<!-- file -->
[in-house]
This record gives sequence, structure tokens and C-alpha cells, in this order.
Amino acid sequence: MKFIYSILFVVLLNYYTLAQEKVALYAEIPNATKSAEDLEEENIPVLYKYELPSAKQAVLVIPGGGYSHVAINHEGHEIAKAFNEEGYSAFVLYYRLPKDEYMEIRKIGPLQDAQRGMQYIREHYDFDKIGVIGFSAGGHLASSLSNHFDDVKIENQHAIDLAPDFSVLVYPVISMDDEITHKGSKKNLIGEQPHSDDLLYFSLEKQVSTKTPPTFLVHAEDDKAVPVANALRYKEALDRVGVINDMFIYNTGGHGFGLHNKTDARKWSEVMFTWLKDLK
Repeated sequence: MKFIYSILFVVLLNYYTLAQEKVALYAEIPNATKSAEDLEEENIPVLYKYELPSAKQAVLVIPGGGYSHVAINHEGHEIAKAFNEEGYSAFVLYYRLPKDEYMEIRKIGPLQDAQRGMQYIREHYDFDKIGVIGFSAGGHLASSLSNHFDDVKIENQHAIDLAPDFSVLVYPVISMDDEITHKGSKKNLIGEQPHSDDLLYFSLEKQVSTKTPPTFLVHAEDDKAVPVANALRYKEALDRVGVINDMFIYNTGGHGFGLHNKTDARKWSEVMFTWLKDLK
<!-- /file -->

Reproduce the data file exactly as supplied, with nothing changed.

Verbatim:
[in-house]
This record gives sequence, structure tokens and C-alpha cells, in this order.
Amino acid sequence: MKFIYSILFVVLLNYYTLAQEKVALYAEIPNATKSAEDLEEENIPVLYKYELPSAKQAVLVIPGGGYSHVAINHEGHEIAKAFNEEGYSAFVLYYRLPKDEYMEIRKIGPLQDAQRGMQYIREHYDFDKIGVIGFSAGGHLASSLSNHFDDVKIENQHAIDLAPDFSVLVYPVISMDDEITHKGSKKNLIGEQPHSDDLLYFSLEKQVSTKTPPTFLVHAEDDKAVPVANALRYKEALDRVGVINDMFIYNTGGHGFGLHNKTDARKWSEVMFTWLKDLK
Repeated sequence: MKFIYSILFVVLLNYYTLAQEKVALYAEIPNATKSAEDLEEENIPVLYKYELPSAKQAVLVIPGGGYSHVAINHEGHEIAKAFNEEGYSAFVLYYRLPKDEYMEIRKIGPLQDAQRGMQYIREHYDFDKIGVIGFSAGGHLASSLSNHFDDVKIENQHAIDLAPDFSVLVYPVISMDDEITHKGSKKNLIGEQPHSDDLLYFSLEKQVSTKTPPTFLVHAEDDKAVPVANALRYKEALDRVGVINDMFIYNTGGHGFGLHNKTDARKWSEVMFTWLKDLK